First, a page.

Waste Management provides solid waste collection services to nearly 20 million customers in North America — from households to public venues to large companies. All told, after recycling or diverting various materials for reuse, we safely manage the disposal of nearly 100 million tons of waste annually, including common municipal trash and highly specialized materials such as medical and industrial waste. To handle this volume, Waste Management operates the largest network of landfills in our industry and works hard to minimize the impact of those facilities on neighbors and the environment.
Modern landfills are the products of sophisticated engineering, providing both secure containment systems for the disposal of waste and the opportunity to capture value through the conversion of waste to energy. Waste Management’s modern landfills in the United States were developed under the federal Resource Conservation and Recovery Act (RCRA), which requires rigorous siting evaluation, site characterization and scientific engineering design, as well as a comprehensive permitting and regulatory approval process that includes public notification and comment. RCRA standards also require a range of measures to prevent environmental contamination, including the use of engineered liners and covers, collection and control systems for landfill gas, and collection and treatment systems for leachate (water that accumulates in and filters through waste).
Our modern sites are designed and operated to go beyond regulatory requirements. We continually monitor and work to improve the safety and environmental security of our disposal facilities and are committed to reporting the results of these efforts. We strive to avoid conditions that cause concern for neighbors and communities, including odors and noise, regardless of whether those conditions are covered in our regulatory obligations. We also work with waste sector experts to understand what happens within landfills after they are closed. Studies have shown that modern municipal solid waste landfills tend to improve predictably over time, steadily producing less gas and less (and cleaner) leachate. Many of our landfills are designed and managed to ensure they can be used after closure for commerce, industry or even conversion into wildlife habitat or public parks.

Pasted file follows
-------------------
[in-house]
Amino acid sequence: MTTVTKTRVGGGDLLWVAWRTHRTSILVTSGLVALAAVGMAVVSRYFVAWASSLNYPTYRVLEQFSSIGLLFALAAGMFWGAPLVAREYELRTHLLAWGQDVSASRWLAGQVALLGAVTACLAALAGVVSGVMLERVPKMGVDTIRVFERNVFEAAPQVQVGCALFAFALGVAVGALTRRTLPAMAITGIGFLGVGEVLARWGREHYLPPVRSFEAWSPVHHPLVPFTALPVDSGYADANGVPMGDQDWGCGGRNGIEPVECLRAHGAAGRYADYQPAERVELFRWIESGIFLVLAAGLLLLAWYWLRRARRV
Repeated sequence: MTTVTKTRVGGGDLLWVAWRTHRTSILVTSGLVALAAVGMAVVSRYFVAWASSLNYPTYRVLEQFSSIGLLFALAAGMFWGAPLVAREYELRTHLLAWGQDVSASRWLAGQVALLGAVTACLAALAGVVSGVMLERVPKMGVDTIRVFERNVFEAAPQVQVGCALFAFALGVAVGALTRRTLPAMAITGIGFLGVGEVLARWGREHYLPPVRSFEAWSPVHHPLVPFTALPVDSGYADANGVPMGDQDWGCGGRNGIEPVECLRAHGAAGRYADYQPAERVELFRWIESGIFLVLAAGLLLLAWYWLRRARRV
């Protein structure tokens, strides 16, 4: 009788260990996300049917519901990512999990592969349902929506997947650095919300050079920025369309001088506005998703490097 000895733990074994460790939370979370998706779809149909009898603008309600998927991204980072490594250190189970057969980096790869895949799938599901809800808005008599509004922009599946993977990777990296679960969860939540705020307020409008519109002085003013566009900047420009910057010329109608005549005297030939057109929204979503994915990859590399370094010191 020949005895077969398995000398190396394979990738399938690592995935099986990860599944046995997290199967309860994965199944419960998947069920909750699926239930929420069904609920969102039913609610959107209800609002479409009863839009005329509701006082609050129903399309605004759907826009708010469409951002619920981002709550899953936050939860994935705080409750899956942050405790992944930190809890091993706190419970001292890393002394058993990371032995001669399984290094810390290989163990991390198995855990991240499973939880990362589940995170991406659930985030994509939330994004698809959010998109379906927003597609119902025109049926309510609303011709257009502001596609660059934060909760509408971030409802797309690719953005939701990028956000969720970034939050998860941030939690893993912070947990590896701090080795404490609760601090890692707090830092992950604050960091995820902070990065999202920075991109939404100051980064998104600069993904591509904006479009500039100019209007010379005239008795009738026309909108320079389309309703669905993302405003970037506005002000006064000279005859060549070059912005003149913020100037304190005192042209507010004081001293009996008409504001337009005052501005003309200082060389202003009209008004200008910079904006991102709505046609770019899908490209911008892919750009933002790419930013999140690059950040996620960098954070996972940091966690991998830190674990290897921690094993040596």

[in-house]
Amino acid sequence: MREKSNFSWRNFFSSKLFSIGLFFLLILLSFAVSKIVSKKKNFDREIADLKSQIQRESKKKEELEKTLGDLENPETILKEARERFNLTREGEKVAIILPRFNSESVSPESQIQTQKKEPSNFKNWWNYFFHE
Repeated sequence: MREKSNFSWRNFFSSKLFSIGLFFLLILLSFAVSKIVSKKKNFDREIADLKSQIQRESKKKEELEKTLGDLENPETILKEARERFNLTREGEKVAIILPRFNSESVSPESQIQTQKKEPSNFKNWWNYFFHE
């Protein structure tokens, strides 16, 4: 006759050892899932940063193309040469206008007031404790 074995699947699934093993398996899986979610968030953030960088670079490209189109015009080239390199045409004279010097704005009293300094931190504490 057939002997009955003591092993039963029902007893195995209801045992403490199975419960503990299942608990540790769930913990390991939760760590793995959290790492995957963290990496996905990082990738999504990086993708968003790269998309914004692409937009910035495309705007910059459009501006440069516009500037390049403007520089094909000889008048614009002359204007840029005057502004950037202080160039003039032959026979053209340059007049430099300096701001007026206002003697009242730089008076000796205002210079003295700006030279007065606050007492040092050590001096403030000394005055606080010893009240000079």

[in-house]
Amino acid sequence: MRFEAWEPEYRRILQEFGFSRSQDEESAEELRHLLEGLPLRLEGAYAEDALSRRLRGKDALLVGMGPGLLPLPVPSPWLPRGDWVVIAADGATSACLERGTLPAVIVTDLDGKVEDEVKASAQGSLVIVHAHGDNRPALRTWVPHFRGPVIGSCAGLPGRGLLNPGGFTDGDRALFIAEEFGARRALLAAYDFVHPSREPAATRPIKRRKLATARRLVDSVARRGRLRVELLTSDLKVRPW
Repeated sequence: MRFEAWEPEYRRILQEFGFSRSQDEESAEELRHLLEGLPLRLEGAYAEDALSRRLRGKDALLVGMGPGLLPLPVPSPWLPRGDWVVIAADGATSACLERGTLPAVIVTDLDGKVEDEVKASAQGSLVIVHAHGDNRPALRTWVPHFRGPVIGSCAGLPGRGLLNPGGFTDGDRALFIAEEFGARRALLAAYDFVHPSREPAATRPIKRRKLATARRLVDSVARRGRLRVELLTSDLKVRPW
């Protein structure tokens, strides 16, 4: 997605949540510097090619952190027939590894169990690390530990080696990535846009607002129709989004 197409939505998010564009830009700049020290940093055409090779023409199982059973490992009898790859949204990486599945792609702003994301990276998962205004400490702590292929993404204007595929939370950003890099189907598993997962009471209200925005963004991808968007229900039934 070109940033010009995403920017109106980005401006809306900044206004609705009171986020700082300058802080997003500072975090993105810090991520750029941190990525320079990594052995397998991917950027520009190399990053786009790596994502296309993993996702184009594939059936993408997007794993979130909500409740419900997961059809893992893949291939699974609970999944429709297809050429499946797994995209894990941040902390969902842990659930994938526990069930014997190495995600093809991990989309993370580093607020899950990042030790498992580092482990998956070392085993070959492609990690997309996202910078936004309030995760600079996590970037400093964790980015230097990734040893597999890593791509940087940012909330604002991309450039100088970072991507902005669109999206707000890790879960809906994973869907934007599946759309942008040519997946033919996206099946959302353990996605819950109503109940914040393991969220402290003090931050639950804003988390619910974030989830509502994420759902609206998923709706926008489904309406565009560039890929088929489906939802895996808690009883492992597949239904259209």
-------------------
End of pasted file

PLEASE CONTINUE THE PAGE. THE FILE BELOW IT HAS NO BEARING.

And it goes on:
Surface and Groundwater
Waste Management’s landfills are living laboratories for testing new technologies to help us improve how we manage stormwater and leachate, and how we design and maintain landfill cover and gas collection systems. We test the effectiveness of new technologies at select sites before broadly employing them at all sites to enhance environmental performance and reduce operational costs. Waste Management utilizes extensive engineering controls and practices to protect surface water and groundwater. We maintain a comprehensive network of more than 6,000 groundwater-monitoring wells around our facilities, and every landfill uses monitoring strategies — many involving sophisticated statistical evaluations — to ensure that water quality in adjacent surface water and groundwater bodies is not impacted.
Our modern municipal solid waste landfill liners contain all liquids, which are then managed according to applicable regulations and design standards. We employ a staff of nearly 200 professional engineers, environmental scientists, regulatory experts and technicians who ensure that every facility works to protect surface water, stormwater and groundwater from any potential operational impacts.
We use managed basins, tanks, containment structures and separators to redirect liquids for proper disposal and treatment. We also monitor on-site wastewater treatment plants to optimize efficiency and utilize a toolkit of best management practices for our field operations.